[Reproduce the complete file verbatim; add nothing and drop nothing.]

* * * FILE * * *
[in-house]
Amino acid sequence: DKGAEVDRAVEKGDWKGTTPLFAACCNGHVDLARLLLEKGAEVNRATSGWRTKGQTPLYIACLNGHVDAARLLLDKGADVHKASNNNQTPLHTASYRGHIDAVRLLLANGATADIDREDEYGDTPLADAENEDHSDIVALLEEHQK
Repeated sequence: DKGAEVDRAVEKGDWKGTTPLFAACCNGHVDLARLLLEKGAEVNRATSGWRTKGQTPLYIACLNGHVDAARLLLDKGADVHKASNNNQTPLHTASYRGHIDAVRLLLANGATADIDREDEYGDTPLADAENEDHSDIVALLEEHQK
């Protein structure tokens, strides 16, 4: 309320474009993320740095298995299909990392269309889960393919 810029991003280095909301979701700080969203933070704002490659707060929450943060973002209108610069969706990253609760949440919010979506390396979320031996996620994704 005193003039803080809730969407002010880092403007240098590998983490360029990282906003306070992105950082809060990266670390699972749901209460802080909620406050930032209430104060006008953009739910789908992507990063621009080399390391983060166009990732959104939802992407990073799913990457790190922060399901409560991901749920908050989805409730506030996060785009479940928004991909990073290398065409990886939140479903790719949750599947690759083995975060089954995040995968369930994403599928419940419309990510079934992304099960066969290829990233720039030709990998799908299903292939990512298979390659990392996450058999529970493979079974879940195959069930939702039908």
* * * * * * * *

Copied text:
[in-house]
Amino acid sequence: DKGAEVDRAVEKGDWKGTTPLFAACCNGHVDLARLLLEKGAEVNRATSGWRTKGQTPLYIACLNGHVDAARLLLDKGADVHKASNNNQTPLHTASYRGHIDAVRLLLANGATADIDREDEYGDTPLADAENEDHSDIVALLEEHQK
Repeated sequence: DKGAEVDRAVEKGDWKGTTPLFAACCNGHVDLARLLLEKGAEVNRATSGWRTKGQTPLYIACLNGHVDAARLLLDKGADVHKASNNNQTPLHTASYRGHIDAVRLLLANGATADIDREDEYGDTPLADAENEDHSDIVALLEEHQK
């Protein structure tokens, strides 16, 4: 309320474009993320740095298995299909990392269309889960393919 810029991003280095909301979701700080969203933070704002490659707060929450943060973002209108610069969706990253609760949440919010979506390396979320031996996620994704 005193003039803080809730969407002010880092403007240098590998983490360029990282906003306070992105950082809060990266670390699972749901209460802080909620406050930032209430104060006008953009739910789908992507990063621009080399390391983060166009990732959104939802992407990073799913990457790190922060399901409560991901749920908050989805409730506030996060785009479940928004991909990073290398065409990886939140479903790719949750599947690759083995975060089954995040995968369930994403599928419940419309990510079934992304099960066969290829990233720039030709990998799908299903292939990512298979390659990392996450058999529970493979079974879940195959069930939702039908």